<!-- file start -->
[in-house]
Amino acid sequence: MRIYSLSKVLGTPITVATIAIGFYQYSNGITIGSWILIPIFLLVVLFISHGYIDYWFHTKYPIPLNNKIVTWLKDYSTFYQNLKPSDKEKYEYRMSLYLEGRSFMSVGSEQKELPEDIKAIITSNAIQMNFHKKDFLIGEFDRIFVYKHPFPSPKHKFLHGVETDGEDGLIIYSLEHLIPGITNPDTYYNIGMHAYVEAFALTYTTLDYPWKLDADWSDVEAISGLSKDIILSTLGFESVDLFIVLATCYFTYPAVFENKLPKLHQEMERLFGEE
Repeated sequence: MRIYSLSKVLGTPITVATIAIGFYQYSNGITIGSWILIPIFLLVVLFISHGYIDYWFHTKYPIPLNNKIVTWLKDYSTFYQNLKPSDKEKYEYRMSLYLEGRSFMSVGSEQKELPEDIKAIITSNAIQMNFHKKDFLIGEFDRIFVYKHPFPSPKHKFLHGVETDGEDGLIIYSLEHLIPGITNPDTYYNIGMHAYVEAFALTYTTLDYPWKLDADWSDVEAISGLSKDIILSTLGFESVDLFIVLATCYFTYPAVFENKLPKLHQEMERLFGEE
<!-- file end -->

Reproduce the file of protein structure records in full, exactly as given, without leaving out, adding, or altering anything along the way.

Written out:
[in-house]
Amino acid sequence: MRIYSLSKVLGTPITVATIAIGFYQYSNGITIGSWILIPIFLLVVLFISHGYIDYWFHTKYPIPLNNKIVTWLKDYSTFYQNLKPSDKEKYEYRMSLYLEGRSFMSVGSEQKELPEDIKAIITSNAIQMNFHKKDFLIGEFDRIFVYKHPFPSPKHKFLHGVETDGEDGLIIYSLEHLIPGITNPDTYYNIGMHAYVEAFALTYTTLDYPWKLDADWSDVEAISGLSKDIILSTLGFESVDLFIVLATCYFTYPAVFENKLPKLHQEMERLFGEE
Repeated sequence: MRIYSLSKVLGTPITVATIAIGFYQYSNGITIGSWILIPIFLLVVLFISHGYIDYWFHTKYPIPLNNKIVTWLKDYSTFYQNLKPSDKEKYEYRMSLYLEGRSFMSVGSEQKELPEDIKAIITSNAIQMNFHKKDFLIGEFDRIFVYKHPFPSPKHKFLHGVETDGEDGLIIYSLEHLIPGITNPDTYYNIGMHAYVEAFALTYTTLDYPWKLDADWSDVEAISGLSKDIILSTLGFESVDLFIVLATCYFTYPAVFENKLPKLHQEMERLFGEE